THE YOUNG H.G. WELLS: Changing the World, by Claire Tomalin. (Penguin Press, $28.) Tomalin’s account of Wells’s early years educates and entertains, and her subtitle has it exactly right: He did change our world. A towering genius, Wells overcame poverty and illness while producing enormously popular science fiction tales and political books that sought to destroy the British Empire. “Would that I could mention all the illuminating details in this biography,” Charles Johnson writes in his review. “Tomalin’s account of his early years educates and entertains, despite the difficulty of delivering the large life and legacy of H.G. Wells in a single volume.”
CHURCHILL’S SHADOW: The Life and Afterlife of Winston Churchill, by Geoffrey Wheatcroft. (Norton, $40.) Wheatcroft’s Churchill led Britain heroically during World War II, but at other times in his life, as recounted in this revisionist biography, he was an imperialist, a racist, a drunk, a neglectful father and, perhaps most of all, a masterful mythmaker. “Wheatcroft is a skilled prosecutor with a rapier pen,” Peter Baker writes in his review, and he is “especially disdainful of supercilious Americans who created their own Churchill cult without truly understanding who he was. … Wheatcroft’s could be the best single-volume indictment of Churchill yet written.”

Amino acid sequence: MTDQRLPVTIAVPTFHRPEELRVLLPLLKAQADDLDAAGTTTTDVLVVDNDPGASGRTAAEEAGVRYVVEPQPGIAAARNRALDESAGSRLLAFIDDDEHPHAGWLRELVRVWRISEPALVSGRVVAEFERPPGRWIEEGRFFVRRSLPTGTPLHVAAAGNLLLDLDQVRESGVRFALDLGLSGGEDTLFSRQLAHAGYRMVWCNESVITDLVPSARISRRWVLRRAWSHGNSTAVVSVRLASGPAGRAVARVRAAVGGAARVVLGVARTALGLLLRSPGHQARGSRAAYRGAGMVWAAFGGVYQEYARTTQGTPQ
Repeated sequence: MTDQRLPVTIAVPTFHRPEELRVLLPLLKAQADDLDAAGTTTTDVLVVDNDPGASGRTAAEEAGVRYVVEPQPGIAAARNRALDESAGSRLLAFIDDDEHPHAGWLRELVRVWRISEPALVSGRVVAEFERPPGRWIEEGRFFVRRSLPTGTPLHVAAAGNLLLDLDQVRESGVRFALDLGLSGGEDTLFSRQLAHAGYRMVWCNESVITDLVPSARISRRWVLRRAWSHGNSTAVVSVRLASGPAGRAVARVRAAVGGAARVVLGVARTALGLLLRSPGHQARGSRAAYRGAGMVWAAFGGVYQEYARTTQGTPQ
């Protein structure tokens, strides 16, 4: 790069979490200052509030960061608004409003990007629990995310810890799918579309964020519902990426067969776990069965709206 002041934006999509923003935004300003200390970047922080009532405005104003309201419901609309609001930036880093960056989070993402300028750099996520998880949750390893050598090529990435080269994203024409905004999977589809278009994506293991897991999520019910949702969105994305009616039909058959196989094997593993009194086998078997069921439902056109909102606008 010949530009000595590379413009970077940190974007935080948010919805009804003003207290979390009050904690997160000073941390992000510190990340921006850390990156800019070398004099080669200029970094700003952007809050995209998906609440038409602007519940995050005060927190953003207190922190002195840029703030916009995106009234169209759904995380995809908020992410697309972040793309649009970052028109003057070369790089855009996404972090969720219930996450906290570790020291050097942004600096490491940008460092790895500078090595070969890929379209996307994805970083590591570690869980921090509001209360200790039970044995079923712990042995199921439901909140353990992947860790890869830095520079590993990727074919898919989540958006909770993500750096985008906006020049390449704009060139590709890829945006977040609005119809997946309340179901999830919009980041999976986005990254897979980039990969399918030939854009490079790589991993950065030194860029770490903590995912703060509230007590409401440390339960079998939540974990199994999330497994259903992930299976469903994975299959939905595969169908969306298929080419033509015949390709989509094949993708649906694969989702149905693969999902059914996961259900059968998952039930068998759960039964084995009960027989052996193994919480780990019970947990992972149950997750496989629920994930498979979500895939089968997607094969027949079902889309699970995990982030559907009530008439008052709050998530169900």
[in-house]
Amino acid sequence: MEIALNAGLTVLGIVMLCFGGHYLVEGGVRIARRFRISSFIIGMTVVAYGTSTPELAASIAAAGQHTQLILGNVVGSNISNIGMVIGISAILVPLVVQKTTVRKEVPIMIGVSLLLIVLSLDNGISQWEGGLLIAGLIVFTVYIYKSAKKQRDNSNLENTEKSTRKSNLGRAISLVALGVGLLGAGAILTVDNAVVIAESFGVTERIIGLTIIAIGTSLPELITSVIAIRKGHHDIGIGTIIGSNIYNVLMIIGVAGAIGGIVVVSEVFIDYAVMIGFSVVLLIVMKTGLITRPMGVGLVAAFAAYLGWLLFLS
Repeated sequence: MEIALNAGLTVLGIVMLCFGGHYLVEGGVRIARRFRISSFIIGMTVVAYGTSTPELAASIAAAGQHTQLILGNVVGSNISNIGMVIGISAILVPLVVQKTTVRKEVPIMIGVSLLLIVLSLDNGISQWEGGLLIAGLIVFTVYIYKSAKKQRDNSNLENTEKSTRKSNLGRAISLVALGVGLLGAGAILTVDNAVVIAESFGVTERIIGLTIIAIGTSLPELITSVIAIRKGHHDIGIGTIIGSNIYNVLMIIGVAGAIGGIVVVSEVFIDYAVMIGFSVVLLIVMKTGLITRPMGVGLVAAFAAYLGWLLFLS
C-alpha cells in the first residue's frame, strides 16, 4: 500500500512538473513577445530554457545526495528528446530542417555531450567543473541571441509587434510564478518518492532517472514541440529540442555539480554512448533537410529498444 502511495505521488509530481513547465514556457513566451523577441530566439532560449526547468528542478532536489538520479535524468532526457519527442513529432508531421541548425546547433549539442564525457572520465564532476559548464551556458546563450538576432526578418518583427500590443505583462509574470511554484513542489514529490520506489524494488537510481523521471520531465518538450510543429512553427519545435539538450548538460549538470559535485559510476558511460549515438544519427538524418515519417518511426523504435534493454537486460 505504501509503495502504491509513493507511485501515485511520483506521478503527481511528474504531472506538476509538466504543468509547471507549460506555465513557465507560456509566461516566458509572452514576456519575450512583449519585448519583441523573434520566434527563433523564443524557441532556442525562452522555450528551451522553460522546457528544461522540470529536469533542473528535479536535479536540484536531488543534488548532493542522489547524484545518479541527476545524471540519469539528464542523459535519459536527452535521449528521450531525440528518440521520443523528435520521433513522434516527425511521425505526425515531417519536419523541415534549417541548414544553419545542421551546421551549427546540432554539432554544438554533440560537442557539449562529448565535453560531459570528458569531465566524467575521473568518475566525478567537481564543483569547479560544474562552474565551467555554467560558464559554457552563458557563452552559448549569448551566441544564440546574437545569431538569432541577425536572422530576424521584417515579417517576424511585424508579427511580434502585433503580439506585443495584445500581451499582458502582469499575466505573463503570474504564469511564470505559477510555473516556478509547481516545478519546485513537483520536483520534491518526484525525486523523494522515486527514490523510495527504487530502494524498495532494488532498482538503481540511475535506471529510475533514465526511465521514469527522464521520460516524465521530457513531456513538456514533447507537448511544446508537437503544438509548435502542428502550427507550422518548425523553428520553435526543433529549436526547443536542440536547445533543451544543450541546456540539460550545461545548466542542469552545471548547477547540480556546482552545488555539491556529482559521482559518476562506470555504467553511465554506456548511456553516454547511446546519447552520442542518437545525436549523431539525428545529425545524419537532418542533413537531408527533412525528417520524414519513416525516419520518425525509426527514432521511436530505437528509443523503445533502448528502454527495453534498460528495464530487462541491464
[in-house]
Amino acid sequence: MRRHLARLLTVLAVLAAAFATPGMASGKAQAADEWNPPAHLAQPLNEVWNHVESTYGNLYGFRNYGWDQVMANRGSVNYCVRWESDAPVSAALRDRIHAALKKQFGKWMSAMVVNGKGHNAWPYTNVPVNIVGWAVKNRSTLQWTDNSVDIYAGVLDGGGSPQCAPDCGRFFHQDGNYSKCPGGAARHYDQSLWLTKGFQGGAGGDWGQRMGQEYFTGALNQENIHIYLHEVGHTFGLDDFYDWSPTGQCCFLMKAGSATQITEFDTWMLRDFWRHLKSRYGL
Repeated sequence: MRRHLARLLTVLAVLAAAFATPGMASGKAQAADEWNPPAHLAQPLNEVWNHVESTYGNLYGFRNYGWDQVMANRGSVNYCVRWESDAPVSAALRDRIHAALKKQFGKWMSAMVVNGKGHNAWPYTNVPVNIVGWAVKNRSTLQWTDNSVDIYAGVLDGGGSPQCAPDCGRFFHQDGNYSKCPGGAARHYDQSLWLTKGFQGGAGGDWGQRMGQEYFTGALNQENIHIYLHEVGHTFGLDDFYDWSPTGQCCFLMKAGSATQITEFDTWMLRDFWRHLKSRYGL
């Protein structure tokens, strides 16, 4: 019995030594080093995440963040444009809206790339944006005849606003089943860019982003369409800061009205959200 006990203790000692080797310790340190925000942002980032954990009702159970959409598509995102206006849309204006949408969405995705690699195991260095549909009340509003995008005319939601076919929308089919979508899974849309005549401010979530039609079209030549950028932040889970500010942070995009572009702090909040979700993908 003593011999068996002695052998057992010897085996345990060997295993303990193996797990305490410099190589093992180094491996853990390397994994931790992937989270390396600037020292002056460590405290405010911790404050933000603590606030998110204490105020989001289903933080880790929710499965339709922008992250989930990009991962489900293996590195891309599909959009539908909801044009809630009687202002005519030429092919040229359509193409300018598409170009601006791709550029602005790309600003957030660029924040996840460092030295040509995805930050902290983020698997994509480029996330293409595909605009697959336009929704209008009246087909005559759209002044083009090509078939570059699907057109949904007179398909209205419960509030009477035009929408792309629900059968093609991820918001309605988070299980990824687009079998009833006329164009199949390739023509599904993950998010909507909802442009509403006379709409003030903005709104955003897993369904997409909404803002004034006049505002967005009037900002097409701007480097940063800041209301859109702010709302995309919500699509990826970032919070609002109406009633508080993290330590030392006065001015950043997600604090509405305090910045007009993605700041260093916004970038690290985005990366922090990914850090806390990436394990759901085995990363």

LOOK FOR ME AND I’LL BE GONE: Stories, by John Edgar Wideman. (Scribner, $26.) Wideman’s sixth collection erodes the boundaries between fiction, memoir and essay, often reanimating forgotten histories to help make sense of the present. Roaming from colonial Africa to carceral America, it offers captivating observations on family, race and art. “Wideman has always been less interested in what a story tells than how it gets told, how the telling shapes our perception of our world,” our reviewer, Ismail Muhammad, writes, and in this collection he “explores the impulses that drive storytelling itself.”
INDIGO: Arm Wrestling, Snake Saving, and Some Things in Between, by Padgett Powell. (Catapult, paper, $16.95.) The first book of nonfiction by the author of six novels and three story collections contains 18 essays spanning four decades, on everything from C. Ford Riley paintings to gumbo to a 700-pound arm wrestler — all unified by his unmistakable voice. “Powell seems to me,” Christian Lorentzen writes in his review, “a champion in the shadows, a rare creature, a delicious hybrid — and a major American writer, if one whose name isn’t on the tip of everybody’s tongue these days.”
ONE FRIDAY IN APRIL: A Story of Suicide and Survival, by Donald Antrim. (Norton, $25.) Throughout this engrossing book — part memoir, part philosophical treatise — Antrim, a successful novelist who has struggled with depression, argues that suicide is “a disease process, not an act or a choice.” Heather Clark, in her review, calls it a “necessary …….